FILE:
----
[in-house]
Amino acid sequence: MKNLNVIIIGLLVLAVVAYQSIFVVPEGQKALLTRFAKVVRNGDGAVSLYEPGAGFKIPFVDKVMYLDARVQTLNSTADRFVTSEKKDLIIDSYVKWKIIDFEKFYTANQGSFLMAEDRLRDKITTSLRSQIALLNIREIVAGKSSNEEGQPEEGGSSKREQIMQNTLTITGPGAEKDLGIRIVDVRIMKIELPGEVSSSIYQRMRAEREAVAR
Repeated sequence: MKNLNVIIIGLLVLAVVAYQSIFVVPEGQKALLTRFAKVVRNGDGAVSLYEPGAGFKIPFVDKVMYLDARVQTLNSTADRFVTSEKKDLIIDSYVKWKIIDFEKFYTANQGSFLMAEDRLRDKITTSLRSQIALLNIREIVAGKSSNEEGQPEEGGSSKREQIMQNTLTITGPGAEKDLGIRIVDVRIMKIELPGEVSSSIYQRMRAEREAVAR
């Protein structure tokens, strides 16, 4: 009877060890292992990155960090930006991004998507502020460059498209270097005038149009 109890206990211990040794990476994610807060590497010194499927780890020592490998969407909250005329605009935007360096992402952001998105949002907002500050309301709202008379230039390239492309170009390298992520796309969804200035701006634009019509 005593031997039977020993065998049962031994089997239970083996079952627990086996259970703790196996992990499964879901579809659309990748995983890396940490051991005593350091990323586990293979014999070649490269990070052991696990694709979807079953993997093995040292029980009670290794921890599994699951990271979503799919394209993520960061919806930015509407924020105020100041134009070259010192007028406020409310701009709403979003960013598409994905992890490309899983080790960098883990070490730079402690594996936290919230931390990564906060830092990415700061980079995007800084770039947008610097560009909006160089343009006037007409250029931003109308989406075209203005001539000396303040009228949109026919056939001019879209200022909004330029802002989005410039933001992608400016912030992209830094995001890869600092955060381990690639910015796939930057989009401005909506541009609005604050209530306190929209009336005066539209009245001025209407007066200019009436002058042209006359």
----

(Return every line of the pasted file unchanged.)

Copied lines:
[in-house]
Amino acid sequence: MKNLNVIIIGLLVLAVVAYQSIFVVPEGQKALLTRFAKVVRNGDGAVSLYEPGAGFKIPFVDKVMYLDARVQTLNSTADRFVTSEKKDLIIDSYVKWKIIDFEKFYTANQGSFLMAEDRLRDKITTSLRSQIALLNIREIVAGKSSNEEGQPEEGGSSKREQIMQNTLTITGPGAEKDLGIRIVDVRIMKIELPGEVSSSIYQRMRAEREAVAR
Repeated sequence: MKNLNVIIIGLLVLAVVAYQSIFVVPEGQKALLTRFAKVVRNGDGAVSLYEPGAGFKIPFVDKVMYLDARVQTLNSTADRFVTSEKKDLIIDSYVKWKIIDFEKFYTANQGSFLMAEDRLRDKITTSLRSQIALLNIREIVAGKSSNEEGQPEEGGSSKREQIMQNTLTITGPGAEKDLGIRIVDVRIMKIELPGEVSSSIYQRMRAEREAVAR
């Protein structure tokens, strides 16, 4: 009877060890292992990155960090930006991004998507502020460059498209270097005038149009 109890206990211990040794990476994610807060590497010194499927780890020592490998969407909250005329605009935007360096992402952001998105949002907002500050309301709202008379230039390239492309170009390298992520796309969804200035701006634009019509 005593031997039977020993065998049962031994089997239970083996079952627990086996259970703790196996992990499964879901579809659309990748995983890396940490051991005593350091990323586990293979014999070649490269990070052991696990694709979807079953993997093995040292029980009670290794921890599994699951990271979503799919394209993520960061919806930015509407924020105020100041134009070259010192007028406020409310701009709403979003960013598409994905992890490309899983080790960098883990070490730079402690594996936290919230931390990564906060830092990415700061980079995007800084770039947008610097560009909006160089343009006037007409250029931003109308989406075209203005001539000396303040009228949109026919056939001019879209200022909004330029802002989005410039933001992608400016912030992209830094995001890869600092955060381990690639910015796939930057989009401005909506541009609005604050209530306190929209009336005066539209009245001025209407007066200019009436002058042209006359």